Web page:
Classical CD Reissues  
September 2003 - Part 1 of 2

Guido Cantelli conducts = HANDEL: Messiah Overture/BACH: Christmas Oratorio: Sinfonia/TCHAIKOVSKY: Symphony No. 4 in F Minor, Op. 36/HAYDN: Symphony No. 94 in G/STRAVINSKY: Le Chant du Rossignol/WAGNER: Rienzi Overture/MOZART: Symphony No. 29 in A, K. 201/HINDEMITH: Mathis der Maler- Sinfonie/FRESCOBALDI: Four Pieces/BEETHOVEN: Symphony No. 7 in A, Op. 92

Guido Cantelli conducts NBC Symphony
Testament SBT4 1306 53:06; 53:12; 49:22; 52:30 (Distrib. Harmonia Mundi):

Taken from Studio 8H Radio City, 1948-1950, these live broadcasts illuminate the art of Guido Cantelli (1920-1956) at a time when his style was continually being compared to that of his mentor, Arturo Toscanini. Cantelli was essentially a lyricist, even given his penchant for modern scores, which made him more allied to Stokowski and Rodzinski than to the conservative Toscanini. Cantelli liked to blend the old and the new, utilizing Ghedini's treatment of four of Frescobaldi's organ works, now ablaze with vibrant, occasionally dissonant colors. Given the limit of the one-hour format, we must admire Cantelli's programming and his willingness to subject the NBC players to an entirely new set of orchestral demands.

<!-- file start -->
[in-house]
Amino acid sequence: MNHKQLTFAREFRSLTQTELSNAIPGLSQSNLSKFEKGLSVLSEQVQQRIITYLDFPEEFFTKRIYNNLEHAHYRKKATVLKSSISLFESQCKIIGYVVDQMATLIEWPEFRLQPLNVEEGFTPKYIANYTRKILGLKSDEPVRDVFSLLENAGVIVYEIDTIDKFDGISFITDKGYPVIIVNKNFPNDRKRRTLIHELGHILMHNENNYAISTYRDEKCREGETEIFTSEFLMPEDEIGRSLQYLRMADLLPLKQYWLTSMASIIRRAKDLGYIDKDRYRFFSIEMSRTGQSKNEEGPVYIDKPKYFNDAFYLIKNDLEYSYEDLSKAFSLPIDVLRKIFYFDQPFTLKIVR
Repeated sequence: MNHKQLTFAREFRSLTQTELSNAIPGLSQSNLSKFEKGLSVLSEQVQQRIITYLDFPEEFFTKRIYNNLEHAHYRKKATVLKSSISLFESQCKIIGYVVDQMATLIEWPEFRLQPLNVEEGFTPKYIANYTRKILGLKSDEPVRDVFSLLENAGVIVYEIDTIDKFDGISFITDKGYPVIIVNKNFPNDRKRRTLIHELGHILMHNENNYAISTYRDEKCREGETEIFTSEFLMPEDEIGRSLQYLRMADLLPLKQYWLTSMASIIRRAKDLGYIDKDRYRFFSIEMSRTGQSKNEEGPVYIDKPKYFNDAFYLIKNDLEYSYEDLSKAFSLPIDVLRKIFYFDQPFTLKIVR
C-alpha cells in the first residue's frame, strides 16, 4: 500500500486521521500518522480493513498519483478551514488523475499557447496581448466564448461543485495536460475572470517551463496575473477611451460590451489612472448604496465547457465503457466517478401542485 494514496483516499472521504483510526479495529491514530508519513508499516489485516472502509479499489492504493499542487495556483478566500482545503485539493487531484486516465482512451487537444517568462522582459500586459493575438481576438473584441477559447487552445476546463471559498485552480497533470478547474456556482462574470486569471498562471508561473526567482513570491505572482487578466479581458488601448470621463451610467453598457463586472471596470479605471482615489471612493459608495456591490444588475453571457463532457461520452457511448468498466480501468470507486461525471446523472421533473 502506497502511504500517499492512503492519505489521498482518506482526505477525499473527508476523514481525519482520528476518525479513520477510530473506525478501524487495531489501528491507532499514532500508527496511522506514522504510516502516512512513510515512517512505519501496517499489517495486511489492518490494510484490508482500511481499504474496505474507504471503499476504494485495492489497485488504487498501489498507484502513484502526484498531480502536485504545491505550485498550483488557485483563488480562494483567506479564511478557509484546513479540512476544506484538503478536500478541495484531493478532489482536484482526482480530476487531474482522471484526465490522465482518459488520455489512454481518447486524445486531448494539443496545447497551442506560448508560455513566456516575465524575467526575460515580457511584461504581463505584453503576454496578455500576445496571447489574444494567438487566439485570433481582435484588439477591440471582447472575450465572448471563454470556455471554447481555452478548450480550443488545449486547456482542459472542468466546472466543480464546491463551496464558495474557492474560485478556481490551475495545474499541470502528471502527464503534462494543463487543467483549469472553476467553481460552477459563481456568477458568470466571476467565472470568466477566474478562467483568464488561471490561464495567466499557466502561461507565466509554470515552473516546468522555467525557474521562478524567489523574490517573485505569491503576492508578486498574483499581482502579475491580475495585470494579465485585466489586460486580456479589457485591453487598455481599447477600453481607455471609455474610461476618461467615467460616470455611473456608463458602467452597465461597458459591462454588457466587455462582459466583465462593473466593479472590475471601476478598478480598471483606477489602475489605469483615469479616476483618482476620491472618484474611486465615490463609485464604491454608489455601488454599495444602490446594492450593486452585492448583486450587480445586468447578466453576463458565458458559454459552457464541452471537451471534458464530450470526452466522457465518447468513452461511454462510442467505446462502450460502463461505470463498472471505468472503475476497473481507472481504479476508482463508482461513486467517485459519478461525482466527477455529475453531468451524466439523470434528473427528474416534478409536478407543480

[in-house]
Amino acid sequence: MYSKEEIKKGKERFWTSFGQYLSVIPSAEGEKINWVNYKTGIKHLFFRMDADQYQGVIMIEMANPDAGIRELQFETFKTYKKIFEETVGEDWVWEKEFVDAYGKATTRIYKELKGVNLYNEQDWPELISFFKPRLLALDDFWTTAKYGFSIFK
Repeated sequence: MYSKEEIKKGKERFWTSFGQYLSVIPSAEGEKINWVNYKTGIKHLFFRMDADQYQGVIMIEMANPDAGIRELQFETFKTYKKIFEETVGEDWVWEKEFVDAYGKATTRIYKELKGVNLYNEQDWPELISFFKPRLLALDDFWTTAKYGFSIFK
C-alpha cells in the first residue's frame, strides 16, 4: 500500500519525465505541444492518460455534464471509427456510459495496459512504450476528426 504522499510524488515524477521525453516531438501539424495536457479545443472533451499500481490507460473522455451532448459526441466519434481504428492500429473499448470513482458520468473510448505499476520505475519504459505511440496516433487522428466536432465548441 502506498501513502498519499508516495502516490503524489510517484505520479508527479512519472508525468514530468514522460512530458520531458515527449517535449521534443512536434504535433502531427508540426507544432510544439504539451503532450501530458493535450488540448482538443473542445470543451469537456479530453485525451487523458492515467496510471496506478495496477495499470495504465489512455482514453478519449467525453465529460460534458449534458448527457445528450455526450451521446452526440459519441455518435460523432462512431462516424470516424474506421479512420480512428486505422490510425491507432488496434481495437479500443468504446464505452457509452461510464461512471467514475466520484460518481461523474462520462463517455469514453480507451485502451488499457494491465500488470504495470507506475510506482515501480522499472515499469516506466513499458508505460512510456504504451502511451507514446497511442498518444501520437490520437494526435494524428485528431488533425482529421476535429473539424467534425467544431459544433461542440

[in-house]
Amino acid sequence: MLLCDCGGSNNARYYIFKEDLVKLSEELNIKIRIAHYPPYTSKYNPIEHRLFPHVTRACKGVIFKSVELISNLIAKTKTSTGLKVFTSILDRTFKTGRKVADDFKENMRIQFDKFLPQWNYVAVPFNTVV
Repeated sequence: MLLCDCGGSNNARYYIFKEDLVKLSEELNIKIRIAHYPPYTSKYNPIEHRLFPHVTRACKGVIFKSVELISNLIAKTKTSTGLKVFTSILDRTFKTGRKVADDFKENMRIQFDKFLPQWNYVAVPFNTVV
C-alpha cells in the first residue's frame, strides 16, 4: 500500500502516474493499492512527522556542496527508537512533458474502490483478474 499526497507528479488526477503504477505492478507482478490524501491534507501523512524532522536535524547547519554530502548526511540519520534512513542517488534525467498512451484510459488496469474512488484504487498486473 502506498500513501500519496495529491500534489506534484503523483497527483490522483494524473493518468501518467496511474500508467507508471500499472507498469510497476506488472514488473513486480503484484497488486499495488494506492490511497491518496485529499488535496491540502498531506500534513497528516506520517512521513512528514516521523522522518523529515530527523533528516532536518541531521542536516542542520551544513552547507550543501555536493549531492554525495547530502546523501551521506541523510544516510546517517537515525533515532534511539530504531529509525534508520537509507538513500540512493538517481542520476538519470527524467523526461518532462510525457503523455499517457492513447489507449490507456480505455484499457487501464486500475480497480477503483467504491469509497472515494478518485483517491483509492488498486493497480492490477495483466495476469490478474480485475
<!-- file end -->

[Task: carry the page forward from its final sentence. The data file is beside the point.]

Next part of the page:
Several of these Testament resurrections have been available through AS Disc and Music&Arts CDs. The Mozart 29th from January 7, 1950 preserves the perfect tempo Cantelli achieves in the opening movement, a pace neither Beecham nor Fricsay cultivated and so made their presentation overly heavy and Teutonic. The Tchaikovsky 4th is a work Toscanini abhorred; so the NBC had only Stokowski's somewhat askew vision prior to Cantelli's fiery reading of December 24, 1959. The Beethoven 7th from January 14, 1950 is similar to the commercial record Cantelli made for EMI, perhaps more lean and elastic but no less resonant. The attention to rhythmic and color details of the Haydn "Surprise" Symphony (December 31, 1949) point to Toscanini's influence and phrasing, but with a more sober, less frenetically explosive emotionalism. The Hindemith score was always a Cantelli specialty, with expansive lines in the strings and strong brass contours. Collectors who missed the AS Disc version of Stravinsky's Le Rossignol from the December 31, 1949 concert will discover a poise and delicacy that remians unique to Cantelli and makes his tragically short career more poignant for us who wished to hear his mature style.